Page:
As expected, Boston’s defence is key here. The Cavaliers struggled against elite defensive teams during the regular season winning just 10 of their 28 games against the top-10 defensive teams.
What matters though is that Boston was not a top-10 defensive team during the regular season (they were 12th), and the Cavaliers won the regular season series between the two teams, 3-1.
Celtics have a mountain to climb
With a whole ten days of rest and preparation, everyone expects the series to be a bloodbath. After all, Boston got pushed to seven games by a resilient boisterous Wizards team that refused to go away. They get just two days of rest before they meet the reigning champions. They are far less talented than the Cavaliers. And their best player is a terrible defensive matchup against anyone on the Cavaliers.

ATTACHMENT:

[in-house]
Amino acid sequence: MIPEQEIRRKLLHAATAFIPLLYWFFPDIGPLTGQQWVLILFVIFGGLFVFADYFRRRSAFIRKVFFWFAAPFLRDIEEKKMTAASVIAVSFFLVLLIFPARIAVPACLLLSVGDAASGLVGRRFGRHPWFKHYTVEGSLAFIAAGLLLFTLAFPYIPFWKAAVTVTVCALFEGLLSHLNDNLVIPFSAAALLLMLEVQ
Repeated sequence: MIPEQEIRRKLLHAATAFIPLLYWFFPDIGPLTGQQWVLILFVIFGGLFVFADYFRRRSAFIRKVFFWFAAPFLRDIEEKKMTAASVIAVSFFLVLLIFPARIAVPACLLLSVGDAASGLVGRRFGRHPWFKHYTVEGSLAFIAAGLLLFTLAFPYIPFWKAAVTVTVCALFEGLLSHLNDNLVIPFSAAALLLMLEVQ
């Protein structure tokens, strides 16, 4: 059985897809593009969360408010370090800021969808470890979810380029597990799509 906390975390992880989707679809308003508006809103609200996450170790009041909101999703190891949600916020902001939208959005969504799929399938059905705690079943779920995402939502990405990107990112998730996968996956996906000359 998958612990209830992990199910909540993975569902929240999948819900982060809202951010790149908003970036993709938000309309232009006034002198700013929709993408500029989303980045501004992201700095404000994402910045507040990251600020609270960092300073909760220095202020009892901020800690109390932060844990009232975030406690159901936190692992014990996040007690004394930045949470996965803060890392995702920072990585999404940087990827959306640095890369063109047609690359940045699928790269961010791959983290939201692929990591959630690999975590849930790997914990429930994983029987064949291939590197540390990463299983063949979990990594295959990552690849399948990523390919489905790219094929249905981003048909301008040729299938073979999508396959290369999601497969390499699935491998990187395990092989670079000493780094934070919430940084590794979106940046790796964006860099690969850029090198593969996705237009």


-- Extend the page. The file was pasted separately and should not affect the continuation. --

But that expectation would be wrong.
While this series knocked the gas out of Boston, they showed the Cavaliers they aren’t to be trifled with. They won the series on pure heart, with a new hero in every win: Jae Crowder’s 24 points in Game 1, Avery Bradley’s 29 points in Game 5, Kelly Olynyk’s 26 points in Game 7, and of course Isaiah Thomas’ monster 53 points in Game 2. The Wizards were clearly the more talented team (on paper), and it would’ve taken a meaningful series from every Celtics to eke out a win. That is exactly what happened.
And that is exactly what will happen.
No, the Celtics will not beat the Cavaliers. But they will sure as hell make them sweat in their quest for a third consecutive Finals appearance
Prediction: Cavaliers in six.
Best of the second round:
Performance of Round Two: Isaiah Thomas, 53 points vs the Wizards.
Barely days after attending his sister’s untimely funeral, Isaiah Thomas, 5’8” put on one of the greatest performances in NBA playoff history. When the 24 points across three quarters was clearly not enough, Thomas put on his cape and exploded for 29 points in the fourth quarter and OT. The game reached another level with John Wall, finishing with 40 points and 13 assists.
Game of Round Two: San Antonio Spurs vs Houston Rockets, Game 5, 110-107 (OT)
What. A. Game.